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Curr Opin Neurobiol. 2017 Aug;45:39-44. doi: 10.1016/j.conb.2017.03.006. Epub 2017 Apr 5.

Mechanisms of input and output synaptic specificity: finding partners, building synapses, and fine-tuning communication.

Author information

1
Department of Neurobiology and Anatomy, University of Utah School of Medicine, 20 South 2030 East, Salt Lake City, UT 84112, United States.
2
Department of Neurobiology and Anatomy, University of Utah School of Medicine, 20 South 2030 East, Salt Lake City, UT 84112, United States. Electronic address: megan.williams@neuro.utah.edu.

Abstract

For most neurons to function properly, they need to develop synaptic specificity. This requires finding specific partner neurons, building the correct types of synapses, and fine-tuning these synapses in response to neural activity. Synaptic specificity is common at both a neuron's input and output synapses, whereby unique synapses are built depending on the partnering neuron. Neuroscientists have long appreciated the remarkable specificity of neural circuits but identifying molecular mechanisms mediating synaptic specificity has only recently accelerated. Here, we focus on recent progress in understanding input and output synaptic specificity in the mammalian brain. We review newly identified circuit examples for both and the latest research identifying molecular mediators including Kirrel3, FGFs, and DGLα. Lastly, we expect the pace of research on input and output specificity to continue to accelerate with the advent of new technologies in genomics, microscopy, and proteomics.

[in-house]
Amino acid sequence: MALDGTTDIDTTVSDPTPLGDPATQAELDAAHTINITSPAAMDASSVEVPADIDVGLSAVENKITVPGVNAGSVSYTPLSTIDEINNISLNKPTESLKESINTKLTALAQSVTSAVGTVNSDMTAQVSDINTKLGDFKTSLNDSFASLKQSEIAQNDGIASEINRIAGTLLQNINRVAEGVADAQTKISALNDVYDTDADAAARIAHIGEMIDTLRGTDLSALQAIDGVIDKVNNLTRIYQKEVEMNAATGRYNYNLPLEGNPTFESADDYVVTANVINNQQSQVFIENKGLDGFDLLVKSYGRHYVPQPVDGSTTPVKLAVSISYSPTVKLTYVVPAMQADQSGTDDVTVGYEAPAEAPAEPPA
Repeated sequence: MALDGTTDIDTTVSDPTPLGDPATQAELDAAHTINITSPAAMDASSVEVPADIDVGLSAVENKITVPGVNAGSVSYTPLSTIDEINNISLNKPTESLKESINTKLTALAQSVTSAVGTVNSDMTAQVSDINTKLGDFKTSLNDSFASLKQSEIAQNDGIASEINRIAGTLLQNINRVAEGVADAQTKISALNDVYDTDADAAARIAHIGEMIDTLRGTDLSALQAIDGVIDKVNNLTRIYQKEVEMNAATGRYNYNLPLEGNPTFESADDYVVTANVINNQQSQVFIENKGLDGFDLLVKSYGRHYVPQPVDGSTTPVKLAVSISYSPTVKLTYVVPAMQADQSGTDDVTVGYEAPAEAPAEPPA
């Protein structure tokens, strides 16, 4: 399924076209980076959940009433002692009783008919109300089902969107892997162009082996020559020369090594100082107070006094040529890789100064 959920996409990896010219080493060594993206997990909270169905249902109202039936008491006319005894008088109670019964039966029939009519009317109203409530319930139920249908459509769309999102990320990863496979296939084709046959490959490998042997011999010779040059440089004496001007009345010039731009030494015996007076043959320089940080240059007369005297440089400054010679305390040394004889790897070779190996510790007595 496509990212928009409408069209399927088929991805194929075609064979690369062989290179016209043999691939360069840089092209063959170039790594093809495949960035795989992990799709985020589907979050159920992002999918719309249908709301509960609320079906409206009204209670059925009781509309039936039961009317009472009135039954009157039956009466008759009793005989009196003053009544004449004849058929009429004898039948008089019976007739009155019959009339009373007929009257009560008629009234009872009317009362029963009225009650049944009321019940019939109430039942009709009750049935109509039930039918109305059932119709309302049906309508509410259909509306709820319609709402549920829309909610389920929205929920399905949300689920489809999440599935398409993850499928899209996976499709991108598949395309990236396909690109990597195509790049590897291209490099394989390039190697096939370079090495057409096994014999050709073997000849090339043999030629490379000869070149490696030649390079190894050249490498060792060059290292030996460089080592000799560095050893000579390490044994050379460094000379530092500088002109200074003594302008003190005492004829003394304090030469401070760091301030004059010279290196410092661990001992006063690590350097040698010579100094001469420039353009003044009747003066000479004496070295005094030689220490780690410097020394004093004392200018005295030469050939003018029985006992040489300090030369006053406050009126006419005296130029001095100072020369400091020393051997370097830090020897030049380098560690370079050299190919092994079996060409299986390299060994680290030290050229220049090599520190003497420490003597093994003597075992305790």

PMID:
28388510
PMCID:
PMC5554725
DOI:
10.1016/j.conb.2017.03.006
[Indexed for MEDLINE]
Free PMC Article

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